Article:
I was wondering about the possessive of "corps" -- corps's? corps'? -- and was directed to CMOS 7.21, where they give their rule, such as it is, and then go on to say, "Opt for this practice only if you are comfortable with it and are certain that the s is indeed unpronounced." (By the way, no 's' after the apostrophe when the 's' at the end of the root word is unpronounced.)

What is this "only if you are comfortable with it" jive? What the hell does my comfort level have to do with anything? Isn't that the whole point of style guides, to give me some standard to go by, even if it makes me uncomfortable as hell? If all I needed to rely on was my own comfort, publishers throughout our fair nation would be in a world of hurt. Multiply that by the comfort of all the other freelancers out there, and you'd have anarchy. Anarchy, I tell you.

Tuesday, December 16, 2008

Perhaps the worst sentence I've read this decade

"One of the important contributions made to secondary theology by studies of these texts governed by, and subject to the disciplines appropriate to, literary, historical, and phenomenology of religion interests is the way they serve to discipline study governed by, and subject to the discipline appropriate to, theological interests (in ways in which God relates to all that is not God, who the God is who relates in these ways, how to understand other realities as God-related, and what counts as appropriate ways of responding to God's relating) by making unavoidably clear the concrete particularity of each of the texts on the canonical list, how they differ from one another in literary genres and rhetoric, their cultural assumptions, their theological assumptions and affirmations, their concrete historical occasions, and the particular situations to which they are addressed."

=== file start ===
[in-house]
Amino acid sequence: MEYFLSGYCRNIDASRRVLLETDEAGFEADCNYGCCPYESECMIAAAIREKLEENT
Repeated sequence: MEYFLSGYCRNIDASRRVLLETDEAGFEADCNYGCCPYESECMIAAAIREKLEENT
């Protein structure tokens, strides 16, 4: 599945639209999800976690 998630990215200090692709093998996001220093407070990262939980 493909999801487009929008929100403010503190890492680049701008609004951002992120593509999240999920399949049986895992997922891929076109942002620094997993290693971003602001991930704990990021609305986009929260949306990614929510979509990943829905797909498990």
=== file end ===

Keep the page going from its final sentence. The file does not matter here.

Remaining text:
I am bouncing this one right back to the author. I mean, what are you supposed to do with something like this? Grammatically it is essentially correct, is it not? And it is by no means the most difficult concept presented in the book--far from it.

One of my other publishers would say to leave it alone--that it's the author's style, and anyone reading this tome would probably be right there along with per.

And this particular publisher's managing editor told me recently--in discussing some of the troubles with other publishing houses not sufficiently editing their books before they come to me for copyediting--that when a book comes to me for copyediting, I can pretty much assume that it's the way they want it, aside from the quality control function that a copyeditor brings.

Authors, if you're typing in 12-point Times and your sentence exceeds four lines, it's time to drop back and rewrite, unless you have a real solid reason not to do so. I don't think the passage above qualifies. I am querying it and saying, "Please try to break up into 2 or 3 sentences," but that's not even the point. The point is, who in their right mind composes something like this and thinks it's OK?

Monday, December 15, 2008

comprise; book sales

1. Observation: An inverse correlation exists between extent of author's use of the word "comprise" and author's ability to use it correctly.